When it comes to reviewing job bids for cleanrooms, comparing the proposals can be a lot of work. If you don’t have everyone on the same page as far as what you want, and if sketches aren’t consistent, it will be really tough to fairly evaluate all the bids. To ensure that you can make the best decision, here are several tips as to how navigate this process.
An accurate bid depends on a thorough specifications sheet. Your first step is to create one of these for all your bidding contractors to work from. It ensures that they know exactly what you need, and it helps you make an “apples to apples” comparison of their proposals. Here is what you need on this sheet:
Your room’s classification.
Temperature specs and tolerance.
Humidity specs and tolerance. Humidity control is the most expensive part of … Read More »
The individual classes of cleanrooms will dictate many specifics regarding the types of materials allowed in a controlled environment. For example, required garments and acceptable garment materials vary by class. The same is true for solvents. Then there are every day items that are generally prohibited in any cleanroom. Some of these items are available in a cleanroom-approved form. It is imperative that these approved items are used and never substituted with every day items. Here is a general breakdown of things you don’t want in your cleanroom and also which items can be found cleanroom-approved.
Food and drink
Regular writing utensils
Regular paper or notebooks
Books and bookbags
Greases, oils, lubricants
Any unapproved tape or adhesive
Open cell foam materials
Commercial vacuum cleaners (or other unapproved cleaning equipment)
As you can probably gather by reading the list, several of these … Read More »
Electronics manufacturers have a few things to consider when determining how to best clean electronics. These include the cleaning solvent, equipment, and whether to use a wet or dry process. Here is a short breakdown of these considerations.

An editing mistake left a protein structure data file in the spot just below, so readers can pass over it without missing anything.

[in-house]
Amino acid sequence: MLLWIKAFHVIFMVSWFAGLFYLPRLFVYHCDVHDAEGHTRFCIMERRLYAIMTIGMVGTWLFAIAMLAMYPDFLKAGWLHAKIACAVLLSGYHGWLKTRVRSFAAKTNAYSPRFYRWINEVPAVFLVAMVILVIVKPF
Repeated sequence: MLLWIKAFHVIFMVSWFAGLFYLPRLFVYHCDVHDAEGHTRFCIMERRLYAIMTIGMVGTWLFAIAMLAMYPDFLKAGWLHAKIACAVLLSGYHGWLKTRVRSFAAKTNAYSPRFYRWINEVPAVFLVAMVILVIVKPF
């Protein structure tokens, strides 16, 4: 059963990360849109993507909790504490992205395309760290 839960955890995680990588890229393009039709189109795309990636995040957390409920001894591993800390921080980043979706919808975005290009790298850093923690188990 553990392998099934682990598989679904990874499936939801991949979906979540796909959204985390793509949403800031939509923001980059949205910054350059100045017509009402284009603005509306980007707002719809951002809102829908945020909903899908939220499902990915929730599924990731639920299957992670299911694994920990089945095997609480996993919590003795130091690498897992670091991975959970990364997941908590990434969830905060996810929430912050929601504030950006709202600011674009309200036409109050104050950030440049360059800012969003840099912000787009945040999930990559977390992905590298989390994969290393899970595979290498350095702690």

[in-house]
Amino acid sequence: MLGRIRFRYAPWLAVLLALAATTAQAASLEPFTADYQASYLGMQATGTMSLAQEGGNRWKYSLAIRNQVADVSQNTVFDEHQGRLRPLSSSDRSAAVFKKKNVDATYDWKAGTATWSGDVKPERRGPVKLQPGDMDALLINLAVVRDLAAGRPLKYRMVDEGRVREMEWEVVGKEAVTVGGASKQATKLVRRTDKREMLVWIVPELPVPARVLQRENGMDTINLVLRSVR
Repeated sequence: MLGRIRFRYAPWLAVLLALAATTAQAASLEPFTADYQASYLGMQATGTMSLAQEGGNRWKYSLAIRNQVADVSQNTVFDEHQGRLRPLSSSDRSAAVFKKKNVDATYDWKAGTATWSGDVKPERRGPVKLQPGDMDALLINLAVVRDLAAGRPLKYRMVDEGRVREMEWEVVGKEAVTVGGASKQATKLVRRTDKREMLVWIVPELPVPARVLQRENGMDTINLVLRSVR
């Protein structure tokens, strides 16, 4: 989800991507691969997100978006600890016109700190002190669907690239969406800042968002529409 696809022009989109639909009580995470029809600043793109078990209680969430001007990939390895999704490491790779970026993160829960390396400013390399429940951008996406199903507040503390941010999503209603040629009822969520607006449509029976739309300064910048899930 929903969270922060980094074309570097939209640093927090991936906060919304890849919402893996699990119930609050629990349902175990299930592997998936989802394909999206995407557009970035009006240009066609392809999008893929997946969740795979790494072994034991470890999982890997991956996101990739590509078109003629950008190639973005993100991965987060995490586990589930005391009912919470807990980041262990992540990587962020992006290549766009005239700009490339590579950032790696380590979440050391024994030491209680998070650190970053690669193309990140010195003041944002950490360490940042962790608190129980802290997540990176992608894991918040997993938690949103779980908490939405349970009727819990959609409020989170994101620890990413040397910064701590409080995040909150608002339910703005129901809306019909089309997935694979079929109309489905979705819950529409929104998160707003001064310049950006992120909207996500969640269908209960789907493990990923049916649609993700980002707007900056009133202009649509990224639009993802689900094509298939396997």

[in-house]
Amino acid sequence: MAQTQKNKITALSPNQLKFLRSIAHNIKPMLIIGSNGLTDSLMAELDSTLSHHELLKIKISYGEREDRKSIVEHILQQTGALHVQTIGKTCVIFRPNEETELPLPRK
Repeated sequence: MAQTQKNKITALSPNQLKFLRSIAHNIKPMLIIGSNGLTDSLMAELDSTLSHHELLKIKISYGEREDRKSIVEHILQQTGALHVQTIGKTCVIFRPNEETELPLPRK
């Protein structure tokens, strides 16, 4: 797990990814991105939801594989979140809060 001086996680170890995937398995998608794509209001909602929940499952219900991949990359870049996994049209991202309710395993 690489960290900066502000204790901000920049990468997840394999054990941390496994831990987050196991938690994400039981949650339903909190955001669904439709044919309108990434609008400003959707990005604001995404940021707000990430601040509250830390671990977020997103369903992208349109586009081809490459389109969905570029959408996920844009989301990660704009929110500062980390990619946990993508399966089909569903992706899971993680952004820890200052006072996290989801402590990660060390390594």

The right cleaning agent depends on what you’re removing and what it’s stuck to. Doris Schulz of Controlled Environments describes in “Cleaning in Electronics Manufacturing” the kinds of cleaning agents used in this industry. “Cleaning agents currently used in electronics manufacturing include solvents, water-based media containing alkaline surfactants, and water-based tenside-free cleaning agents.”
She also explains that solvents contain modified alcohols, non-halogenated hydrocarbons, or hydrofluorethers (HFEs).
Monosolvent systems usually use an azeotrope or pure HFE to remove:
Residue of easy clean solvent
Other slight impurities
Cosolvent systems combine an HFE with a low-volatility organic solvent. Bisolvent systems are similar but the solvent and rinsing … Read More »
As anyone who does or will operate a cleanroom probably knows, that room and all of its pieces have to meet a specific set of class standards. Certification is a major part of compliance, and all cleanrooms need it done. What exactly does that mean, though?
Basically, cleanroom certification is a pass/fail test based on the standards set forth by The National Environmental Balancing Bureau (NEBB). The organization’s Procedural Standards for Certified Testing of Cleanrooms constitutes a “uniform and systematic set of criteria for the performance of cleanroom testing and certification.” A true cleanroom certification refers to the ISO 14644-1 classification test. Put most simply, its documents are concerned with airborne particle contamination within the cleanroom. Passing the test means that the airborne particles were within the set limit for the class.
NEBB’s manual contains the minimum requirements to follow for … Read More »